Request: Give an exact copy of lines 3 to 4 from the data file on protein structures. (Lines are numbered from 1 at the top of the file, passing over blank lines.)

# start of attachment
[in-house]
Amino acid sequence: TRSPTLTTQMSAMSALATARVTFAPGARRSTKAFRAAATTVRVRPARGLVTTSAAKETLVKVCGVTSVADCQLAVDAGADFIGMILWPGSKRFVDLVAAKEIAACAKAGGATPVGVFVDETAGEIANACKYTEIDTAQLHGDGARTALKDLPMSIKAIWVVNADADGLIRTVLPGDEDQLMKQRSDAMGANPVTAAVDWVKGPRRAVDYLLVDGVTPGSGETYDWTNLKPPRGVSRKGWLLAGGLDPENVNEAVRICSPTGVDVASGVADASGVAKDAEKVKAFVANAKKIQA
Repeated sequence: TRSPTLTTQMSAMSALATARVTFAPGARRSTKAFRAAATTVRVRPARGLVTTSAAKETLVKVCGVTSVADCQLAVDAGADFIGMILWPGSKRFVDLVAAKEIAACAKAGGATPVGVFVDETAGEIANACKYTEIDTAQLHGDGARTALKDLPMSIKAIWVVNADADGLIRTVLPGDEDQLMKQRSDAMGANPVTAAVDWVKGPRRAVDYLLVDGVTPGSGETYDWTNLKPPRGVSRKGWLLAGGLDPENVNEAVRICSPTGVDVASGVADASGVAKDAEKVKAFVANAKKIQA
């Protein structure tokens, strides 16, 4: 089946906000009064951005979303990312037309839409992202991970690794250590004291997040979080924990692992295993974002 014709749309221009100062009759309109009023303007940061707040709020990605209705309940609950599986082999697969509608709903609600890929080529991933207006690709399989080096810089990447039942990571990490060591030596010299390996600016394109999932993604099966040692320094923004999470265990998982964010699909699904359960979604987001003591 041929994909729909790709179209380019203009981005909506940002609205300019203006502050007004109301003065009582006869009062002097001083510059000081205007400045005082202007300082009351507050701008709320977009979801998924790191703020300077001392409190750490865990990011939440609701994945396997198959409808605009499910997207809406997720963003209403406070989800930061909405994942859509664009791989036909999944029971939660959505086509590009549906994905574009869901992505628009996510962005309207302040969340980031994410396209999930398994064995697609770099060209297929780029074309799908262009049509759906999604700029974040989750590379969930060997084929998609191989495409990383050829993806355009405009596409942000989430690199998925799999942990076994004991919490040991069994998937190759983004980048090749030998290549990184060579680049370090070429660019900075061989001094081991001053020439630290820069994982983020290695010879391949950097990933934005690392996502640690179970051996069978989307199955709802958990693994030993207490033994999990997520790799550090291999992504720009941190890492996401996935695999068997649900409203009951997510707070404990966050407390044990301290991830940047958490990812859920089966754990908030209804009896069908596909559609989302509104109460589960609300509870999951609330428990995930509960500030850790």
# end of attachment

Repeated sequence: TRSPTLTTQMSAMSALATARVTFAPGARRSTKAFRAAATTVRVRPARGLVTTSAAKETLVKVCGVTSVADCQLAVDAGADFIGMILWPGSKRFVDLVAAKEIAACAKAGGATPVGVFVDETAGEIANACKYTEIDTAQLHGDGARTALKDLPMSIKAIWVVNADADGLIRTVLPGDEDQLMKQRSDAMGANPVTAAVDWVKGPRRAVDYLLVDGVTPGSGETYDWTNLKPPRGVSRKGWLLAGGLDPENVNEAVRICSPTGVDVASGVADASGVAKDAEKVKAFVANAKKIQA
């Protein structure tokens, strides 16, 4: 089946906000009064951005979303990312037309839409992202991970690794250590004291997040979080924990692992295993974002 014709749309221009100062009759309109009023303007940061707040709020990605209705309940609950599986082999697969509608709903609600890929080529991933207006690709399989080096810089990447039942990571990490060591030596010299390996600016394109999932993604099966040692320094923004999470265990998982964010699909699904359960979604987001003591 041929994909729909790709179209380019203009981005909506940002609205300019203006502050007004109301003065009582006869009062002097001083510059000081205007400045005082202007300082009351507050701008709320977009979801998924790191703020300077001392409190750490865990990011939440609701994945396997198959409808605009499910997207809406997720963003209403406070989800930061909405994942859509664009791989036909999944029971939660959505086509590009549906994905574009869901992505628009996510962005309207302040969340980031994410396209999930398994064995697609770099060209297929780029074309799908262009049509759906999604700029974040989750590379969930060997084929998609191989495409990383050829993806355009405009596409942000989430690199998925799999942990076994004991919490040991069994998937190759983004980048090749030998290549990184060579680049370090070429660019900075061989001094081991001053020439630290820069994982983020290695010879391949950097990933934005690392996502640690179970051996069978989307199955709802958990693994030993207490033994999990997520790799550090291999992504720009941190890492996401996935695999068997649900409203009951997510707070404990966050407390044990301290991830940047958490990812859920089966754990908030209804009896069908596909559609989302509104109460589960609300509870999951609330428990995930509960500030850790």